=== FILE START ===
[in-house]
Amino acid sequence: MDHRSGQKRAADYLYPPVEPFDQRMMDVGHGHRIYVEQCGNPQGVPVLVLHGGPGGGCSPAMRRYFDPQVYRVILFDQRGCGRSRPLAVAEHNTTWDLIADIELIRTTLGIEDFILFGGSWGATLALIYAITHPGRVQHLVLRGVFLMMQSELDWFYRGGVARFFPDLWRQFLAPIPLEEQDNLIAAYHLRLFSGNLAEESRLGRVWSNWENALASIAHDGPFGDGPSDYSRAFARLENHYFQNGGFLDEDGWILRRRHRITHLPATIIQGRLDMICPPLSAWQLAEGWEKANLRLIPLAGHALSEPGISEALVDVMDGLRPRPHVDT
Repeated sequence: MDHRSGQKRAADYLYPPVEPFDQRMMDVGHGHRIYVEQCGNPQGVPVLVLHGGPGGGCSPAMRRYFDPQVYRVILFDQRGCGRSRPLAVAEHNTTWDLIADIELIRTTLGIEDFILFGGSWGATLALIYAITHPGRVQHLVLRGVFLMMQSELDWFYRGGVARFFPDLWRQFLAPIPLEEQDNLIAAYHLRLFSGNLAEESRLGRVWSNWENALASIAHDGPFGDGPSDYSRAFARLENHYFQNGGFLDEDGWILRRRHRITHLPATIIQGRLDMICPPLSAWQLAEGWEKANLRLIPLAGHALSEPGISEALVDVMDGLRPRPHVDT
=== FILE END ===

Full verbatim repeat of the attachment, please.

[in-house]
Amino acid sequence: MDHRSGQKRAADYLYPPVEPFDQRMMDVGHGHRIYVEQCGNPQGVPVLVLHGGPGGGCSPAMRRYFDPQVYRVILFDQRGCGRSRPLAVAEHNTTWDLIADIELIRTTLGIEDFILFGGSWGATLALIYAITHPGRVQHLVLRGVFLMMQSELDWFYRGGVARFFPDLWRQFLAPIPLEEQDNLIAAYHLRLFSGNLAEESRLGRVWSNWENALASIAHDGPFGDGPSDYSRAFARLENHYFQNGGFLDEDGWILRRRHRITHLPATIIQGRLDMICPPLSAWQLAEGWEKANLRLIPLAGHALSEPGISEALVDVMDGLRPRPHVDT
Repeated sequence: MDHRSGQKRAADYLYPPVEPFDQRMMDVGHGHRIYVEQCGNPQGVPVLVLHGGPGGGCSPAMRRYFDPQVYRVILFDQRGCGRSRPLAVAEHNTTWDLIADIELIRTTLGIEDFILFGGSWGATLALIYAITHPGRVQHLVLRGVFLMMQSELDWFYRGGVARFFPDLWRQFLAPIPLEEQDNLIAAYHLRLFSGNLAEESRLGRVWSNWENALASIAHDGPFGDGPSDYSRAFARLENHYFQNGGFLDEDGWILRRRHRITHLPATIIQGRLDMICPPLSAWQLAEGWEKANLRLIPLAGHALSEPGISEALVDVMDGLRPRPHVDT